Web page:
That outrage continued simmering well into this week.
On Monday, El Sereno residents and members of the No 710 Action Committee showed up in full force at a Los Angeles City Council Transportation Committee meeting to protest the proposed extension. The committee voted unanimously to oppose any form of a freeway extension. The full LA City Council followed suit Tuesday.
“We are going to fight all the routes. We want to continue to work with surrounding communities like Glendale and Highland Park,” said San Rafael Residents’ Association President Ron Paler. “Everyone is affected negatively by any 710 Freeway extension. When your quality of life is in jeopardy and you find out about a freeway 12 weeks before a decision is made, this came out of the blue for the majority of people who never received notification from Metro or the city. We are awaiting the review of the final recommendations.”
Local politicians, however, are not waiting for the review. In published reports, Los Angeles County Supervisor Mike Antonovich called the Avenue 64 proposal senseless, adding that it never should have been on the table.
Last week, Assemblyman Anthony Portantino (D–La Cañada Flintridge) called for an end to the proposed 4.5-mile extension and an investigation into Caltrans, which, since the 1950s and ’60s, has owned more than 500 homes it seized through eminent domain in Pasadena, South Pasadena and the Los Angeles neighborhood of El Sereno — all in the path of the original overland freeway connector route.
The overland route has long been shelved due to a lack of federal funding, and four years ago, local transit planners came up with the idea of building a tunnel to connect the 710 and the 210 freeways. Before the homes could be sold, Caltrans would have to first declare them surplus properties, which it has not yet done.
The Pasadena City Council and the South Pasadena City Council have both voted to support a bill that would force Caltrans to sell the homes seized for the freeway extension. Co-authored by state Sens. Carol Liu (D-La Cañada Flintridge) and Mike Gatto (D-Glendale), the bill would require Caltrans to sell more than 300 homes and use revenue from the sales for local transportation projects.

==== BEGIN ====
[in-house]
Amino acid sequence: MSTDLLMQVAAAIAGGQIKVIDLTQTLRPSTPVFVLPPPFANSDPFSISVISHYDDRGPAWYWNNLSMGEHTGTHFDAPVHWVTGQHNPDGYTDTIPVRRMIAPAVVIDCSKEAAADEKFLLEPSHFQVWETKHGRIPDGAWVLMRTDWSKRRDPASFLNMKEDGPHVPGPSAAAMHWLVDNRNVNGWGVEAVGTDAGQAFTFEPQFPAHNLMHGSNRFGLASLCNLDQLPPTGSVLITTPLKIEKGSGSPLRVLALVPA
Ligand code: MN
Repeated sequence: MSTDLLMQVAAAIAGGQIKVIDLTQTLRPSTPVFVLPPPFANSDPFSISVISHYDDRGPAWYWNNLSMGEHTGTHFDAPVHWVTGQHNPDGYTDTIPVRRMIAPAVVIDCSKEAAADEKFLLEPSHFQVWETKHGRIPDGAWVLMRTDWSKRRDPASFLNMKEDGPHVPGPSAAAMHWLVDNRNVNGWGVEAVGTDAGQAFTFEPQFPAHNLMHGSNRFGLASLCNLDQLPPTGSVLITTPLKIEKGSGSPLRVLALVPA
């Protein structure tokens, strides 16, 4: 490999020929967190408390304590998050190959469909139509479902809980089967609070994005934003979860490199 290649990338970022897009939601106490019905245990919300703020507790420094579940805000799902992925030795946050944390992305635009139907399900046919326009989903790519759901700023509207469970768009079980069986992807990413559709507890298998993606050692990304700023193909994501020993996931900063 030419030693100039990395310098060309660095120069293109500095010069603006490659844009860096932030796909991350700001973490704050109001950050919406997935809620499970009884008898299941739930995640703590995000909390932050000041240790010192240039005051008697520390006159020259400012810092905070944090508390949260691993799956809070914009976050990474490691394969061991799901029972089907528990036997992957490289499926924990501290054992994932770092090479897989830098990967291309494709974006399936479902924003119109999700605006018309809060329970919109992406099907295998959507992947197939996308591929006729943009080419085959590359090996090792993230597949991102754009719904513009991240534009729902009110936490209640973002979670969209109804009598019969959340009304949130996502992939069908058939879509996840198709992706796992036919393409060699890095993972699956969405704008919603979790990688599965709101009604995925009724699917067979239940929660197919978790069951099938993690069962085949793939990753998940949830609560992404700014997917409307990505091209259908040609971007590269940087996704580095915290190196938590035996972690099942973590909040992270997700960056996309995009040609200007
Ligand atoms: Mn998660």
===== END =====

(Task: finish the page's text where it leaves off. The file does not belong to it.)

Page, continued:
A small number of residents of the Caltrans-owned homes would be able to purchase the properties at below market rates, due largely to provisions of the Roberti Bill. Named for former state Sen. David Roberti, the law allows tenants inhabiting those dwellings to buy them at affordable rates. The tenant, in turn, would not be able to sell the home for at least 20 years.
The Weekly first began reporting on complaints by tenants living in those properties in a series of stories by author and reporter Chip Jacobs called “Corridor of Shame.”
An audit of the Caltrans homes by the California State Auditor found that, between July 2007 and December 2011, Caltrans lost $22 million in rent due to underpayment by tenants. The state agency had been charging tenants below-market rate rents. The report also found that Caltrans paid out $22.5 million for questionable repairs.
West Pasadena Resident Association President Bill Urban said he and his neighbors support LA’s efforts to stop the extension.
“We’re happier but we’re not quite happy,” Urban told the Weekly. “The tunnel would be a disaster for various reasons. The same residents that were fighting before will show up at the council meeting in Los Angeles to support the resolution the council is adopting. Metro thinks that everybody is going to go home, since Pasadena is off the table, but we are not going to go home.”